This Is the Excellent Plan to Rewild the American West. There’s Simply One Downside: Politics.

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A new paper written by 20 wildlife biologists and ecologists and published in the journal BioScience this month offers a simple, cost-effective solution to many of the problems plaguing the West: climate change, a loss of biodiversity, and even mega-fires. The authors suggest we replace livestock grazing across large swaths of federal public lands with protected habitat for two controversial and seemingly unrelated species—wolves and beavers.

Dubbed the Western Rewilding Network, the plan is remarkable in both its simplicity and the studied effectiveness of its proposed solution. Cows produce greenhouse gases and harm ecosystems. Grazing them on public lands doesn’t offer much economic benefit to anyone outside of a handful of ranchers. Wolves and beavers restore those ecosystems to health from top to bottom, altering the presence, behavior, and overall well-being of plants and animals—without much input from or cost to humans. 

The authors put the Rewilding Network proposal together in response to President Biden’s call to conserve 30 percent of American lands and waters by 2030. “This is the best possible science on how to do that,” says the study’s lead author, William J. Ripple, a professor of ecology at Oregon State University.

Reintroducing the two species, and protecting habitat for them across 11 major reserves (pictured, top) in Washington, Oregon, California, Idaho, Montana, Wyoming, Utah, Nevada, Colorado, Arizona, and New Mexico, would return streams to their natural courses, repair riparian habitats, and restore fish populations. It would also address overpopulation and overconcentration of ungulates, like deer and elk, while making those species more resistant to disease, improving access to clean water, reducing the severity of wildfires, and helping to restore forests’ ability to capture atmospheric carbon.

What about the cows? The paper proposes removing them from only 29 percent of current grazing areas on public lands in the West. But there’s no need to worry about hamburger supply. The Rewilding Network authors cite a 2008 study that found that cattle grazing across all public lands only accounted for two percent of beef production nationally. The authors propose buying ranchers out of their grazing allotments with “an economically and socially just federal compensation program,” but don’t specify a price. Instead, they write, “the net economic benefits would be substantial given the social carbon cost of livestock grazing on federal lands.”

There’s just one problem: politics. The authors nod to this briefly: “Although our proposal may at first blush appear controversial or even quixotic,” they write,we believe that ultra ambitious action is required.”

They cite the converging crisis of “extended drought and water scarcity, extreme heat waves, massive fires triggered at least partly by climate change, and biodiversity loss” as being indicative of a need for urgent adoption of the plan. They don’t, however, acknowledge the political reality that many Republican politicians don’t even agree that climate change is real and are actively trying to dismantle the Endangered Species Act.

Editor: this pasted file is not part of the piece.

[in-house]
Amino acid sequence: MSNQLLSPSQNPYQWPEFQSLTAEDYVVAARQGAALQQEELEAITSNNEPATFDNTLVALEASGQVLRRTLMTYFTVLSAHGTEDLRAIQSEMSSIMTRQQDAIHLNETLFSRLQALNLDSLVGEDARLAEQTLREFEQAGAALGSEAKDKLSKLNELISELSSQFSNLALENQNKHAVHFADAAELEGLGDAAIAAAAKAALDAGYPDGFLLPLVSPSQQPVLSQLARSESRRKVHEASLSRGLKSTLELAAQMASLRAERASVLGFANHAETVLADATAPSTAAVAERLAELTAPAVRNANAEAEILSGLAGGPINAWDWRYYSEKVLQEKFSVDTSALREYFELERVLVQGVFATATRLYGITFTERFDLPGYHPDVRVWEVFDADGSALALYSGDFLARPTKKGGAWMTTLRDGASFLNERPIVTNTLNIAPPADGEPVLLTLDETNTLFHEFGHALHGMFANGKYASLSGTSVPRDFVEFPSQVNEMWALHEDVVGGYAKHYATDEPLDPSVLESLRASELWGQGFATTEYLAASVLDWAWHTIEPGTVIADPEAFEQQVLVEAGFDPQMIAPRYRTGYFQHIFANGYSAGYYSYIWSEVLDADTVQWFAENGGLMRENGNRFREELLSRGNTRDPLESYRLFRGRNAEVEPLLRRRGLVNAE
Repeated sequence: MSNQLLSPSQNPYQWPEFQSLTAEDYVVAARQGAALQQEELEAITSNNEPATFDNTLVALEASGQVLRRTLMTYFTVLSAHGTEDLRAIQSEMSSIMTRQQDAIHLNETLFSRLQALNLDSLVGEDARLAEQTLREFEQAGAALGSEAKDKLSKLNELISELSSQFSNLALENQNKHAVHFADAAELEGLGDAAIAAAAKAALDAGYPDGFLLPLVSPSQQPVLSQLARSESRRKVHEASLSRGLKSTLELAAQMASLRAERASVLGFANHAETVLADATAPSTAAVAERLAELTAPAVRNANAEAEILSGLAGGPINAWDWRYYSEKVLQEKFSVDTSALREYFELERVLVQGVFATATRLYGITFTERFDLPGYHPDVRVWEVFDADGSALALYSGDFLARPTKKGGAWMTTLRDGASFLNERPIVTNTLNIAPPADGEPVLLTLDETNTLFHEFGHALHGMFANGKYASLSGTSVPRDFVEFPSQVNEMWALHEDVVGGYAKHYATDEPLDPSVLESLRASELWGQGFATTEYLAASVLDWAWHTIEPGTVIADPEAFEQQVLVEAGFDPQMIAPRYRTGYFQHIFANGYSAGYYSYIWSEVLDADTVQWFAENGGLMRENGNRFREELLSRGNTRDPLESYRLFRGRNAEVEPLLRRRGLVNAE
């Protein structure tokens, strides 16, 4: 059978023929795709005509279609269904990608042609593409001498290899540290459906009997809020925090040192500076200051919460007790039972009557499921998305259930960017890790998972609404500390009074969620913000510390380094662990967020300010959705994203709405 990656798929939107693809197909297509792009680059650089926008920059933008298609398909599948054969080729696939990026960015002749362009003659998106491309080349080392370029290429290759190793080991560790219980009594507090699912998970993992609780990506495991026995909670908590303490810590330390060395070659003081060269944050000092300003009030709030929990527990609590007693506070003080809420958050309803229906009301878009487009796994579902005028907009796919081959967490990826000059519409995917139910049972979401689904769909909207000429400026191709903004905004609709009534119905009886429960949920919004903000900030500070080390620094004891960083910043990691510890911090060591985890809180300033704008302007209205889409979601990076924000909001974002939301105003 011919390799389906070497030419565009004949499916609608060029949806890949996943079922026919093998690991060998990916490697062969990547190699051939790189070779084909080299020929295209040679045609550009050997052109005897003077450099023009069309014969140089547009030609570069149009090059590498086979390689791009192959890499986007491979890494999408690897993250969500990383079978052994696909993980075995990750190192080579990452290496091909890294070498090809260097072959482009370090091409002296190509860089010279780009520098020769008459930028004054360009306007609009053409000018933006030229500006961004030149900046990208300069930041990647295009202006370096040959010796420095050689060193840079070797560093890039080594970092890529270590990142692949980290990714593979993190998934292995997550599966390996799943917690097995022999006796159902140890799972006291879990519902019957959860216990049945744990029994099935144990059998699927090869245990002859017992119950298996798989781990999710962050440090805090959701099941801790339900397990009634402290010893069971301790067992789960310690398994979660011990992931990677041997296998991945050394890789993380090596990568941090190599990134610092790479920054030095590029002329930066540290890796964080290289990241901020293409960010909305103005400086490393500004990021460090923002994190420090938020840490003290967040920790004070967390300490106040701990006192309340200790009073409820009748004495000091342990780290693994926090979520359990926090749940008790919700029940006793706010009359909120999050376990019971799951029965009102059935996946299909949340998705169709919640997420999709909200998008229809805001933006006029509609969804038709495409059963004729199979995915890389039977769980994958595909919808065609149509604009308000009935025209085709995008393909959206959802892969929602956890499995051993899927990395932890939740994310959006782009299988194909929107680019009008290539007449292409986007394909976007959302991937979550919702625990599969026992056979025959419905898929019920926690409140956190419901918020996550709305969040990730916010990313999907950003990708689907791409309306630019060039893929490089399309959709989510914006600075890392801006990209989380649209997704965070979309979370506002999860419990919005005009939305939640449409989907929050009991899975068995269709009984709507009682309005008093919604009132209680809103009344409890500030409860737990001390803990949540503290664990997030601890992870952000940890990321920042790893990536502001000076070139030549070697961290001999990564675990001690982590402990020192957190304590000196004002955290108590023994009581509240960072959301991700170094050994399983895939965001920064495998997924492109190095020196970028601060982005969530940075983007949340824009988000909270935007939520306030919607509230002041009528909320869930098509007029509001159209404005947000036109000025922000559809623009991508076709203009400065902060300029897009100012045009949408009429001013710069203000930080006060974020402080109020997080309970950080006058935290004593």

Rough outlines for each of the proposed wolf and beaver reserves.

The Republican Party controls all branches of state government in Idaho, Utah, Arizona, Montana, and Wyoming—about half of the states in the Rewilding Network. The paper says that “successful rewilding will depend on the reversal of state policies that severely limit wolf and beaver abundances.” But this would require more than a simple policy change. Rather, it would depend on a fundamental shift in the right’s belief systems, dogma, and relationship with voters. 

The Republican politicians who run Idaho, Montana, and Utah have been conducting a war on wolves in recent decades. Montana’s governor received a warning from the state’s fish and wildlife department in 2021 after trapping a wolf without the required permits, and signed an order dramatically expanding wolf hunting right up to the border with Yellowstone National Park. Idaho legislators signed a new law last year that is aimed at reducing the state’s wolf population by 90 percent. The law is riddled with lies. Across the West, Republican politicians have successfully turned wolves into a culture war issue in which the species and its defenders are cast as monsters trying to destroy the livelihoods of Republican voters. Beavers are less scary than wolves, but frequently run into conflict with homeowners. 

“We’re just scientists trying to put forward the best possible science,” Ripple tells me. He says he hopes that by advancing knowledge of realistic and cost-effective means for addressing the converging natural crisis in the West, he’s giving conservation organizations and policymakers the tools they need to achieve political consensus. 

I asked Ripple if the Rewilding Network could produce significant results, even if the plan is only implemented in a single, Democrat-leaning state like California or Colorado. It turns out, that’s exactly his hope. Citing the example of legalized marijuana, Ripple contends that, even if only a single state implements the Rewilding Network plan, it will be so successful that other states would feel significant pressure to do the same. 

“Ultimately, the climate disaster is going to make this a necessity everywhere,” he says. 



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